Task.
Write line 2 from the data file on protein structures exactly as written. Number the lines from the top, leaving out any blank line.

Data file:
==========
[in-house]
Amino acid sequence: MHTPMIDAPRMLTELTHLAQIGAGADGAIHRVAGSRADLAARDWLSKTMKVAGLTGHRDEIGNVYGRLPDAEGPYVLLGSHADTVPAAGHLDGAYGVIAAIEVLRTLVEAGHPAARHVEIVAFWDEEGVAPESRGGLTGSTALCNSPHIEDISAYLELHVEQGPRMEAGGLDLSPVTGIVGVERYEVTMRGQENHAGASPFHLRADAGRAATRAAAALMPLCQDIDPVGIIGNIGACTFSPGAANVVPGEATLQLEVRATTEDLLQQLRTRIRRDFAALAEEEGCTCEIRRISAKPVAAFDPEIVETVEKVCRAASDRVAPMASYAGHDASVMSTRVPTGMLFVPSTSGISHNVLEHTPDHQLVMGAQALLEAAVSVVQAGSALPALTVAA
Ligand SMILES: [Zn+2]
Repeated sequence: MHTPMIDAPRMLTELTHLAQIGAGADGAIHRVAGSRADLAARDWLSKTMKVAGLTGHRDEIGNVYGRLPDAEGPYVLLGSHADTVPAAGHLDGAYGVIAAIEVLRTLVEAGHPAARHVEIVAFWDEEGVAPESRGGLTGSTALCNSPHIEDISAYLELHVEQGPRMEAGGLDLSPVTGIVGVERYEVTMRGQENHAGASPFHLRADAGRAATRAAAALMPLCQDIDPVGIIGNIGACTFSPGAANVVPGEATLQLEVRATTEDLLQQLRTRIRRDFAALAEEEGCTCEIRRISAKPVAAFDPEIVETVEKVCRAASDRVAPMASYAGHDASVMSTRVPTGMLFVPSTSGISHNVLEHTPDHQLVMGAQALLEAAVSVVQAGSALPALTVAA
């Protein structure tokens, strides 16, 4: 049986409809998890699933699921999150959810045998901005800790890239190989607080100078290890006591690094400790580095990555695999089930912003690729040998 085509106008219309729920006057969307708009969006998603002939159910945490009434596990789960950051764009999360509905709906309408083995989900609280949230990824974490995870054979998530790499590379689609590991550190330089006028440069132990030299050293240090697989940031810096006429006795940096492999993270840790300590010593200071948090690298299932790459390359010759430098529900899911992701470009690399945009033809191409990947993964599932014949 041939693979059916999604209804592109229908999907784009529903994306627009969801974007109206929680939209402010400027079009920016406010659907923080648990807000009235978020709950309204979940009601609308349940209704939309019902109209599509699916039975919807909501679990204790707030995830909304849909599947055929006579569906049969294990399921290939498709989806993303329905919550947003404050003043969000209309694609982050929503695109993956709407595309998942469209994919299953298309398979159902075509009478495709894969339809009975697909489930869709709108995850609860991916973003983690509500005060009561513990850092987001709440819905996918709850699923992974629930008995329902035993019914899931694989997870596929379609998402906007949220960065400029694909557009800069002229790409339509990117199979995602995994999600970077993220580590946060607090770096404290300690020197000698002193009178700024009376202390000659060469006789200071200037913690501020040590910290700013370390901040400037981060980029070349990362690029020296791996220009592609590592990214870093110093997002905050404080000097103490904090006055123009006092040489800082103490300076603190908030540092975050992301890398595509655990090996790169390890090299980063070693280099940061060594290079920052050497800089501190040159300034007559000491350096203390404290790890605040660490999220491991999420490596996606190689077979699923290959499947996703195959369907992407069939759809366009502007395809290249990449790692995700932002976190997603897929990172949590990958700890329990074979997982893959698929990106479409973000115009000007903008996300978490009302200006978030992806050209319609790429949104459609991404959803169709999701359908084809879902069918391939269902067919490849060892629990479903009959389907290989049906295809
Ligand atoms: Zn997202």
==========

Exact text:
Amino acid sequence: MHTPMIDAPRMLTELTHLAQIGAGADGAIHRVAGSRADLAARDWLSKTMKVAGLTGHRDEIGNVYGRLPDAEGPYVLLGSHADTVPAAGHLDGAYGVIAAIEVLRTLVEAGHPAARHVEIVAFWDEEGVAPESRGGLTGSTALCNSPHIEDISAYLELHVEQGPRMEAGGLDLSPVTGIVGVERYEVTMRGQENHAGASPFHLRADAGRAATRAAAALMPLCQDIDPVGIIGNIGACTFSPGAANVVPGEATLQLEVRATTEDLLQQLRTRIRRDFAALAEEEGCTCEIRRISAKPVAAFDPEIVETVEKVCRAASDRVAPMASYAGHDASVMSTRVPTGMLFVPSTSGISHNVLEHTPDHQLVMGAQALLEAAVSVVQAGSALPALTVAA